Electronic Music Open Mic and Forum (Manchester)

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I’m taking part in the second Electronic Music Open Mic and Forum (Manchester), this coming Saturday April 15th, 2017. I’ll being playing two of my songs live – one old one and one new. The old one is Half Past One, which was one of the demo tracks of the month in Future Music magazine a few years ago. The new one is as yet untitled.

The open mic night is at Fuel Cafe Bar on Wilmslow Road, Withington, Manchester, and starts at 7pm. There’ll be loads of great unknown and unsigned bands and solo artists there, so head on over and lend your support!

About the Electronic Music Open Mic and Forum

Started and run by spoken word and electronic music-maker, Martin Christie, aka Poet and the Loops, in early 2017, the Electronic Music Open Mic and Forum is the world’s first open mic night and forum purely focusing on music produced by electronic and digital means, including laptops, synths, drum machines, loop stations, groove boxes, sequencers, samplers, iPads, modular synths, keyboards, analogue and digital devices of all kinds. The first night was held in Manchester, and has since gone on to Sheffield, then back to Manchester, and is due to go to Huddersfield, Leeds, Bristol, and London.

Read more about the Electronic Music Open Mic and Forum on Facebook….

https://www.facebook.com/events/412457249101883/

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Stephen Fry, blogging and musicians

Musicians and bands should take notice of Stephen Fry’s comments on BBC’s Analysis programme “Stephen Fry: The Internet and Me”. Fry points out that Twitter and its ilk have made it easy for celebs to bypass the press offices and gossip columnists, and tell the world what they’re doing as soon as it happens. Why though, are there not many bands and musicians on Twitter? Why aren’t there many bands from Manchester (UK) not tweeting that they’re doing a gig on Friday night? No DJs either, plugging their new set?

Mr Musician, it’s ok to have a Myspace page and add a new event, or go on Facebook and tell your followers when your CD is out, but do you use your Myspace blog to involve your fans (or potential fans) in your writing process, or post a comment on your FB wall to say you’ve finished another track? If you had a Twitter account, you could send update your fans on a regular basis: “someone from a record label was at the gig earlier tonight” – that sort of thing.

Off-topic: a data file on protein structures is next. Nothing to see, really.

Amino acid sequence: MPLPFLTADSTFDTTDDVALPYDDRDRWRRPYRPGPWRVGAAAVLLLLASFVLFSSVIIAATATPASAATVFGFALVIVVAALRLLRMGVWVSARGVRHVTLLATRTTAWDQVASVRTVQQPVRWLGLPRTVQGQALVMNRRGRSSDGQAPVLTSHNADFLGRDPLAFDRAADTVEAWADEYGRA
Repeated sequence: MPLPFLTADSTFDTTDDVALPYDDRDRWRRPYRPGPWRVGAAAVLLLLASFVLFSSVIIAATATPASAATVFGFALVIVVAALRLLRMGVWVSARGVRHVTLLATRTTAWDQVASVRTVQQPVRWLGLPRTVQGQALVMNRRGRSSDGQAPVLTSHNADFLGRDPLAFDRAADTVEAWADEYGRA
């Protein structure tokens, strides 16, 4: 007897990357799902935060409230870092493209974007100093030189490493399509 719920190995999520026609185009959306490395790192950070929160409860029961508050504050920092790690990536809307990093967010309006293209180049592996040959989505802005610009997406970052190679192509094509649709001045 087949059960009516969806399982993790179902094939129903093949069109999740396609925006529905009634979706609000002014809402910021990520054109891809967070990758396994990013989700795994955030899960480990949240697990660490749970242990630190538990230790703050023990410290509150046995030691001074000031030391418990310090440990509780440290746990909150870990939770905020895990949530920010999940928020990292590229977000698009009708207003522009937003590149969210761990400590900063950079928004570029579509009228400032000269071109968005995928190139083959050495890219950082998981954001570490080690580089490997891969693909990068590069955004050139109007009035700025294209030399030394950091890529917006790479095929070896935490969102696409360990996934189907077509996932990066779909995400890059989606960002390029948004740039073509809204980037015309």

Surely you’re not waiting for manager to do it for you? If you’ve got a PR person, are they on Twitter, or Digg, or even blogging on your behalf? To me, a lot of bands – especially unsigned ones, are missing the boat. They’re not looking for new ways of promoting themselves. Yeah, they’re on Youtube, Bandcamp, Facebook, but everyone is. How many people read comments or blog posts on Myspace  these days? How do you know it’s not the record company’s PR department writing a post?

Think about Stephen Fry’s “Help, I’m stuck in a lift, but I’ve still got time to Twitter” tweet as an example of what I mean.  Stuff like Twitter just a great medium for keeping his fans and followers uptodate with what he’s doing: when his next TV programme is on, when he’s recording a podcast, and when he’s going to have a cup of tea. So many people, many of them are celebrities, have switched on to the self-publicity machine that is Twitter, especially in the UK. Jimmy Carr, Philip Schofield, Chris Moyles, Alan Carr – they may not be really famous and massive celebs, but they’ve all realised that their fans and potential fans read their Twitter posts.